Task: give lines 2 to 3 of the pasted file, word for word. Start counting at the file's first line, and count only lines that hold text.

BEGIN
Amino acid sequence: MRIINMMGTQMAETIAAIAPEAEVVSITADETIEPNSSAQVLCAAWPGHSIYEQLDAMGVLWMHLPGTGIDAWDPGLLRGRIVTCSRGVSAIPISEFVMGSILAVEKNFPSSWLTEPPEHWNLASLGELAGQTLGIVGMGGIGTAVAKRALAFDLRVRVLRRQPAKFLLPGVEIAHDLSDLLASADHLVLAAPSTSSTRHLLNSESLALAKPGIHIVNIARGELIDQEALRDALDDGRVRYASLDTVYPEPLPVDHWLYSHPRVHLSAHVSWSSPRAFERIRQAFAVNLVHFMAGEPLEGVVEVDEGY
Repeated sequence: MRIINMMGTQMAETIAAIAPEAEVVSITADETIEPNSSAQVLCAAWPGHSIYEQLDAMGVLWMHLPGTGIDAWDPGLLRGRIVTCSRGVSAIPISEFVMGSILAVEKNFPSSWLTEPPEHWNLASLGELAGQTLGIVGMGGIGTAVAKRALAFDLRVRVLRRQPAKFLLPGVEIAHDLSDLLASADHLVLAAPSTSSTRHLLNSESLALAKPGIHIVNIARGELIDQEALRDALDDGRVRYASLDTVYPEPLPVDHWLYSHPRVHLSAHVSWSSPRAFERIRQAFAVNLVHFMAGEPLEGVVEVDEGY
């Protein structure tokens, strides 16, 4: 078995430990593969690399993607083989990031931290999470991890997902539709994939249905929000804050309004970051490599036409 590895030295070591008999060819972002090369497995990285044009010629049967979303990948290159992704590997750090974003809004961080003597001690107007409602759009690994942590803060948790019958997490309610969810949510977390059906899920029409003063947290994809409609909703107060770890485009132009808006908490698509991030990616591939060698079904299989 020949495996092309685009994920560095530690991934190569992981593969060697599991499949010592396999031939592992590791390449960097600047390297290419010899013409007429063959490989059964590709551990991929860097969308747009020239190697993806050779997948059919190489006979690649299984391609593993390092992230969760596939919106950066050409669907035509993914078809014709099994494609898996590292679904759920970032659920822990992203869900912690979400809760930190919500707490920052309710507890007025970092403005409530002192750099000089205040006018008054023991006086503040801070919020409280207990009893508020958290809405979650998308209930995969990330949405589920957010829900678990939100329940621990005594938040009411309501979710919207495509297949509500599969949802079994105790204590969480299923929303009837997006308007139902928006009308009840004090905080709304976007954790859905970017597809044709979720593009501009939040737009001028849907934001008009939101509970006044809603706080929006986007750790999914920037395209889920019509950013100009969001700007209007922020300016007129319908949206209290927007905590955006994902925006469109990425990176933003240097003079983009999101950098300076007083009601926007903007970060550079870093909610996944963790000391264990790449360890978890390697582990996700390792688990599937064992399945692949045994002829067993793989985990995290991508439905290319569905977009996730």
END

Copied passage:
Repeated sequence: MRIINMMGTQMAETIAAIAPEAEVVSITADETIEPNSSAQVLCAAWPGHSIYEQLDAMGVLWMHLPGTGIDAWDPGLLRGRIVTCSRGVSAIPISEFVMGSILAVEKNFPSSWLTEPPEHWNLASLGELAGQTLGIVGMGGIGTAVAKRALAFDLRVRVLRRQPAKFLLPGVEIAHDLSDLLASADHLVLAAPSTSSTRHLLNSESLALAKPGIHIVNIARGELIDQEALRDALDDGRVRYASLDTVYPEPLPVDHWLYSHPRVHLSAHVSWSSPRAFERIRQAFAVNLVHFMAGEPLEGVVEVDEGY
């Protein structure tokens, strides 16, 4: 078995430990593969690399993607083989990031931290999470991890997902539709994939249905929000804050309004970051490599036409 590895030295070591008999060819972002090369497995990285044009010629049967979303990948290159992704590997750090974003809004961080003597001690107007409602759009690994942590803060948790019958997490309610969810949510977390059906899920029409003063947290994809409609909703107060770890485009132009808006908490698509991030990616591939060698079904299989 020949495996092309685009994920560095530690991934190569992981593969060697599991499949010592396999031939592992590791390449960097600047390297290419010899013409007429063959490989059964590709551990991929860097969308747009020239190697993806050779997948059919190489006979690649299984391609593993390092992230969760596939919106950066050409669907035509993914078809014709099994494609898996590292679904759920970032659920822990992203869900912690979400809760930190919500707490920052309710507890007025970092403005409530002192750099000089205040006018008054023991006086503040801070919020409280207990009893508020958290809405979650998308209930995969990330949405589920957010829900678990939100329940621990005594938040009411309501979710919207495509297949509500599969949802079994105790204590969480299923929303009837997006308007139902928006009308009840004090905080709304976007954790859905970017597809044709979720593009501009939040737009001028849907934001008009939101509970006044809603706080929006986007750790999914920037395209889920019509950013100009969001700007209007922020300016007129319908949206209290927007905590955006994902925006469109990425990176933003240097003079983009999101950098300076007083009601926007903007970060550079870093909610996944963790000391264990790449360890978890390697582990996700390792688990599937064992399945692949045994002829067993793989985990995290991508439905290319569905977009996730």